10 foods nutritionists say they never eat
When it comes to role models for healthy eating, examples are few and far between.
Sure, you have that CrossFit-obsessed friend who somehow maintains a strict paleo diet and always feels amazing — and at the other end of the spectrum, you may know a marathon runner who swears by pasta dinners and gummy bears.
So, what does realistic healthy eating really look like? While eliminating entire food groups isn't always necessary, we talked to nutritionists about the foods they never eat to give you a better idea of a well-rounded, nutritious diet. Ditch the soda and hop on the seltzer train and you, too, can be eating like a nutritionist in no time.
"As a registered dietitian nutritionist, I never tell my clients that they can't have certain foods," Gisela Bouvier told Mic via email. "However, I do highly encourage foods they should avoid or limit and I tell them foods I would never eat."
Bouvier refrains from eating boxed cereals, which she said are are high in carbohydrates and offer very little, if any, protein and heart-healthy fats. Many cereals, especially those targeted at kids, contain added sugars and lack fiber.
"Cereals are mostly made from processed grains, have added ingredients and nutrients and often mislead with health claims," Bouvier said. "As a dietitian, I never recommend dry cereals to clients. Instead, I recommend nutrient-dense complex carbohydrates, such as oatmeal or whole-grain toast."
Frozen "diet" dinners
Most frozen dinners claiming to be healthy can be loaded with sodium and artificial ingredients, and may not be nutritionally dense, Bouvier explained. "Many portions are too small and do not provide quality calories — the focus is on quantity of calories instead of quality," she said.
Instead, take the time to prepare meals made with lean proteins, high-fiber complex carbohydrates, quality fats, fruits and vegetables.
"I try to avoid anything that's disguised as a health food," Rebecca Lewis, registered dietitian at HelloFresh, told Mic via email. "Labels and packaging can be misleading to the average consumer, and the truth is in the nutrition label."
When fat is reduced or removed from foods, sugar and sodium are often added to boost flavor. "Be wary of low-fat foods when one of the first three ingredients list sugar," Lewis said. "Regularly eating too much sugar in your diet could lead to higher-than-normal levels of insulin in your blood. And in the long term, this will interfere with proper hormone signaling in the brain, including signaling of our hunger hormones."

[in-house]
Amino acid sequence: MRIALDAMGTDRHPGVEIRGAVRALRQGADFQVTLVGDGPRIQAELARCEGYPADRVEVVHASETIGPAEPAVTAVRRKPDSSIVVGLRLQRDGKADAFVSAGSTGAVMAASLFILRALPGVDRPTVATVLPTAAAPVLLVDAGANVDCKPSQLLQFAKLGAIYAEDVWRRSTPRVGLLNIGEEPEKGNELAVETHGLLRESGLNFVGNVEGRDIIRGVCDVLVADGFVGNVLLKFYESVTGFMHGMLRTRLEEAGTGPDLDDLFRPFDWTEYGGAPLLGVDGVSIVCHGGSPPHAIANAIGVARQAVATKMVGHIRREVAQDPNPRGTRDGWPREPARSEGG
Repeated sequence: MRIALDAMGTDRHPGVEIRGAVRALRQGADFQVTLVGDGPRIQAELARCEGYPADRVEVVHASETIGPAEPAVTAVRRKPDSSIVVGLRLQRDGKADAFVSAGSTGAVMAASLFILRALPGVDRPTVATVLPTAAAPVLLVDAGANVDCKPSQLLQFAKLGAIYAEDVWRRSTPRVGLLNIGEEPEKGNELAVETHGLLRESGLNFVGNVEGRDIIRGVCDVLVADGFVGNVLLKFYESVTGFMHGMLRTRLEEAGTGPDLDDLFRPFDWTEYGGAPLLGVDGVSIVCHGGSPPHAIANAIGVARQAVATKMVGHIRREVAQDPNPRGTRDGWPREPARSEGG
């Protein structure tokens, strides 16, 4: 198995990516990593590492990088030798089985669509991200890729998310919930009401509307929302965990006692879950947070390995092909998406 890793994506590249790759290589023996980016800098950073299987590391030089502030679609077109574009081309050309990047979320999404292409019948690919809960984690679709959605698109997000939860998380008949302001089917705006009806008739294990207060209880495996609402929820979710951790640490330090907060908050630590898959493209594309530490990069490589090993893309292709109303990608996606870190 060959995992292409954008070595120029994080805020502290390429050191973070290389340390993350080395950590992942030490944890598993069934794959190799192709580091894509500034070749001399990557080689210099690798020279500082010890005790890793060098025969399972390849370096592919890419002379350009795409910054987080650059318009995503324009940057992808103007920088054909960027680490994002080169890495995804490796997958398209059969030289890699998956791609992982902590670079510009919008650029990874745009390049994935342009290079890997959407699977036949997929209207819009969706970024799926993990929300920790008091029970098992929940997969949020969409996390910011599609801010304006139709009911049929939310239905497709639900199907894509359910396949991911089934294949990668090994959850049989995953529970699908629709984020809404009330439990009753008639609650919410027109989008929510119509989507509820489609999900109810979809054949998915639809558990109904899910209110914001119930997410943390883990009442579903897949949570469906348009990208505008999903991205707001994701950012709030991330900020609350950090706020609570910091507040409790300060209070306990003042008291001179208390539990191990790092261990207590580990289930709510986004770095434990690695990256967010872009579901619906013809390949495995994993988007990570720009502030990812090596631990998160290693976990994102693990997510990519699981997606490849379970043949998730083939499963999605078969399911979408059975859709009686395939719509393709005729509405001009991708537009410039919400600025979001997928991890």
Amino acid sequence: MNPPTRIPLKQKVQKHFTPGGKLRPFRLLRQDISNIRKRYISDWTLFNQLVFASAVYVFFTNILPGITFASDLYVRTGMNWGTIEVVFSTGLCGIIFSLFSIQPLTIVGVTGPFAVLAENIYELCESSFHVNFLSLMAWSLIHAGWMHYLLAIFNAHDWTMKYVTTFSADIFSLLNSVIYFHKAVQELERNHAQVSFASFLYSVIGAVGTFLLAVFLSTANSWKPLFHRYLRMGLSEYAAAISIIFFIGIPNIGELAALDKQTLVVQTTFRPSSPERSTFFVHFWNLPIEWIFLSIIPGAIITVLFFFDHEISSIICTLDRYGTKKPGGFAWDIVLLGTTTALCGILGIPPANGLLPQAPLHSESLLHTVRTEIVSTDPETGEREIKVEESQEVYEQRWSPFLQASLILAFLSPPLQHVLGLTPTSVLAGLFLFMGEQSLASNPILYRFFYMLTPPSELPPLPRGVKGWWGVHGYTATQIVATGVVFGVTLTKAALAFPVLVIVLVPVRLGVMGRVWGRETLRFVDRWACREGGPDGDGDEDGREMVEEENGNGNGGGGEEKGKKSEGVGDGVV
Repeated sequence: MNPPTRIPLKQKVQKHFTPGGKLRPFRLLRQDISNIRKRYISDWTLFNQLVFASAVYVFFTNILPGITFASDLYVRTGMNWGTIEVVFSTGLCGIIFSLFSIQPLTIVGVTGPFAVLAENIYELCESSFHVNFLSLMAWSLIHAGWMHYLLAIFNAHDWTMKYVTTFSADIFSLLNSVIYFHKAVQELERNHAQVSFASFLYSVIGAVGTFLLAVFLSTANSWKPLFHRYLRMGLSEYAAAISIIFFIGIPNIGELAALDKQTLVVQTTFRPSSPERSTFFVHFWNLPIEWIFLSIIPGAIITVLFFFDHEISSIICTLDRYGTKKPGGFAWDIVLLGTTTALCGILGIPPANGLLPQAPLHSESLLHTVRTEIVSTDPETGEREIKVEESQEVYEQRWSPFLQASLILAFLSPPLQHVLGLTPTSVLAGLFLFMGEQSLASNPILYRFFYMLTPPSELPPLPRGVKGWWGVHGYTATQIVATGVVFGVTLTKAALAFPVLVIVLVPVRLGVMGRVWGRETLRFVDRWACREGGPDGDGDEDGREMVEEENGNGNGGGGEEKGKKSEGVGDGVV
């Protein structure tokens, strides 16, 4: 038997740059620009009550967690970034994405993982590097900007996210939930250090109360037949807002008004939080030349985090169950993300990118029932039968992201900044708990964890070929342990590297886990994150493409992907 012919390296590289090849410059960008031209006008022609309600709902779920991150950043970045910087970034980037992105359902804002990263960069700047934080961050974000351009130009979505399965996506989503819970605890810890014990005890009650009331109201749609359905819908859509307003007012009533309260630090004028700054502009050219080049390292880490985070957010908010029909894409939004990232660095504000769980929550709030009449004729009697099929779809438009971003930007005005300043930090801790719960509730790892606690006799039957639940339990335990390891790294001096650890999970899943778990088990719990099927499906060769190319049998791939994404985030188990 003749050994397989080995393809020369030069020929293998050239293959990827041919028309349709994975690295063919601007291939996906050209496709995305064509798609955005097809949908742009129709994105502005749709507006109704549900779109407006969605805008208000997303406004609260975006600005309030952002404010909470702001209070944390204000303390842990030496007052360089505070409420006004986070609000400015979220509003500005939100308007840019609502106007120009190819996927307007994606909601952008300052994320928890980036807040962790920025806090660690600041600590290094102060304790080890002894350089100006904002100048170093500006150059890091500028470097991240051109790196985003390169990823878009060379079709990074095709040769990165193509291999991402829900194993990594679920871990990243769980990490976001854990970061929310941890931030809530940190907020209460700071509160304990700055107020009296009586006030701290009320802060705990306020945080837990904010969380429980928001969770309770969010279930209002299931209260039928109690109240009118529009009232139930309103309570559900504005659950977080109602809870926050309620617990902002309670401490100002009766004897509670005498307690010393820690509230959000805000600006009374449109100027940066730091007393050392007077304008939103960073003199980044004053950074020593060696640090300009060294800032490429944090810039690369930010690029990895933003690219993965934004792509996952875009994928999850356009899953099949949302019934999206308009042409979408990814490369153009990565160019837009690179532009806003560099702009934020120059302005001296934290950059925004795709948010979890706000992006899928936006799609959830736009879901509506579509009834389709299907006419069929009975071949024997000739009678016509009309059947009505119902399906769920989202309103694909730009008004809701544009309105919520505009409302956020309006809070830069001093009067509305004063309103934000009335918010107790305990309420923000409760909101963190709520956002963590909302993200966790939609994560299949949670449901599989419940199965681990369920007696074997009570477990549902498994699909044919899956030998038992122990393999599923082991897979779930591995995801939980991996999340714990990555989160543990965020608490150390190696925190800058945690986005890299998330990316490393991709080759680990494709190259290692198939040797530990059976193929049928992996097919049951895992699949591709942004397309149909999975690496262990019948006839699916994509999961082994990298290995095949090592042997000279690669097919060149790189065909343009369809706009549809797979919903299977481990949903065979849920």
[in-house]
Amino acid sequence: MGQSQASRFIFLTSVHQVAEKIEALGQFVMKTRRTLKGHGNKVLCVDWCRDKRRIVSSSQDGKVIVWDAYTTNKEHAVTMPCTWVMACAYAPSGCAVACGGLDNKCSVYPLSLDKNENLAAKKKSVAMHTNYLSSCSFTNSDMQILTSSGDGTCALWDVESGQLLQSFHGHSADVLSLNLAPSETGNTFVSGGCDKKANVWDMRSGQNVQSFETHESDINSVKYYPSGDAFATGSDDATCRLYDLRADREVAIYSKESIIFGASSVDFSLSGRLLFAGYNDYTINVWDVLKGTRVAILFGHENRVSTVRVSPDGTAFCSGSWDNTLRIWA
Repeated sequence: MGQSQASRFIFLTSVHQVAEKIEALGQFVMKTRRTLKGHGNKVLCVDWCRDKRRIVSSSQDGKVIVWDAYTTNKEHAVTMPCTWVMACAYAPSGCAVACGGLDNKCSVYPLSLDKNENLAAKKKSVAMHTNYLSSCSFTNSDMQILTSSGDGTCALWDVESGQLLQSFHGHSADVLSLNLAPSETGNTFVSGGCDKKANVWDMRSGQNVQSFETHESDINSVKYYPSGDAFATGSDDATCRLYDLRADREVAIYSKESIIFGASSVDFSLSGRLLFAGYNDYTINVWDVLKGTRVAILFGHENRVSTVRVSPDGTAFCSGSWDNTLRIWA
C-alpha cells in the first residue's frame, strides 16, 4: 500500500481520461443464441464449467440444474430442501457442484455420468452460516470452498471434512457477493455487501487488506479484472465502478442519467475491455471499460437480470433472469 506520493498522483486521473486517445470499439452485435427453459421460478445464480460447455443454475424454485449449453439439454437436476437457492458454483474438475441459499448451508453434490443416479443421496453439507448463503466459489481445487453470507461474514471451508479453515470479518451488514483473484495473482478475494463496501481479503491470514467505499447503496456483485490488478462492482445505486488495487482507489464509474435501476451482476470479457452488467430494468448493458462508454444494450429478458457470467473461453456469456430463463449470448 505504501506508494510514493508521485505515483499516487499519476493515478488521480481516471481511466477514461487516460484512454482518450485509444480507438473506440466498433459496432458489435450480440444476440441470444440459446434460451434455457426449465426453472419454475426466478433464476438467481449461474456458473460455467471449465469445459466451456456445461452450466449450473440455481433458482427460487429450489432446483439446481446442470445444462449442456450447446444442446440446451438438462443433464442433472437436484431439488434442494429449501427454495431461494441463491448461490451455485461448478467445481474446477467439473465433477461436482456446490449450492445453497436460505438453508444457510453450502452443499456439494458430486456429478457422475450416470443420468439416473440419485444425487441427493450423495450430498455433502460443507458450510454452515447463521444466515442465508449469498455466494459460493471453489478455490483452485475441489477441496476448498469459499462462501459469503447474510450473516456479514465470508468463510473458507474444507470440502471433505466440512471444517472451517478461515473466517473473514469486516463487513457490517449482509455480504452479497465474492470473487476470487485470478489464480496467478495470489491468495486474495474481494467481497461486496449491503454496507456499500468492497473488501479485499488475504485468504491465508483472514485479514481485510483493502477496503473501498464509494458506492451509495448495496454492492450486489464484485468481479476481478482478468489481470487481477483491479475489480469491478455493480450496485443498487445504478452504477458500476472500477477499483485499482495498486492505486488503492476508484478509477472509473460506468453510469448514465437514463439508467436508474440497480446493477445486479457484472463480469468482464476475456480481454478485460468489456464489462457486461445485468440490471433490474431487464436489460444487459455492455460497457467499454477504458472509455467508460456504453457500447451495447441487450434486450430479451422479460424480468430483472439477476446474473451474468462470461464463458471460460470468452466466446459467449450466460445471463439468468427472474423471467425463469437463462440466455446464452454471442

"While we all need to eat more fruits and veggies, and fruit juice does have fruit in it — what is missing is all the fiber that would normally go along with the fruit," Lewis said. "Even with a 100% fruit juice, what you end up consuming is a high-calorie and high-sugar drink — even with small 4-ounce portions!"
"While yogurt in general can be a good source of protein, calcium and probiotics, those benefits are often cancelled out by the high sugar content if the yogurt is flavored," Lewis said.
"Soda is on the top of my list because it provides absolutely nothing nutritionally speaking and it is incredibly easy to avoid," psychologist and nutrition coach Candice Seti told Mic via email. Seti suggested replacing soda with coffee or tea when seeking caffeine from the beverage, or seltzer with fruit if you love the bubbles.
"Drinking soda is basically like drinking simple sugar combined with chemicals," Seti said. Even diet soda, which may not have sugar, has artificial sweetener that can lead the imbiber to crave more sweets down the line.
Whether cured, smoked and salted, preserved meats are all on Seti's "no" list. "The most common suspects are bacon, sausage, hot dogs, salami and prepackaged lunch meats," she said, referencing the 2015 World Health Organization study that showed eating processed meat causes cancer.
"Do yourself a favor and limit most of these — reserving bacon for special occasions —and stick with unprocessed, grass-fed meat," Seti added.
High-fructose corn syrup
Like many other nutritionists, Seti avoids this ingredient. "HFCS is a manmade sweetener that is commonly found in processed foods and sodas," she said. "It is cheap and easy to access, thanks to our abundance of corn crops, so it is used a lot and is often a symbol of a cheap or low-quality food."
The biggest problem with HFCS, Seti explained, is it doesn't satiate our hunger hormones and can encourage you to keep eating. "That's great for the food companies, but terrible for your heart and your waistline," Seti said.
Nutritionist Jamie Logie avoids pastries, specifically donuts.
"A donut is a combination of all the worst things you can eat," Logie told Mic via email. "It's refined white flour deep-fried in artery-clogging trans fats and then covered in sugar or icing, which can [also] contain trans fats. They're easy to eat, provide no nutrition and make you hungry for more of them. Bad news all around."
"A fried chip is a fried chip," physician nutrition specialist Adrienne Youdim told Mic via email. "It doesn't matter if it's a potato or a taro chip."
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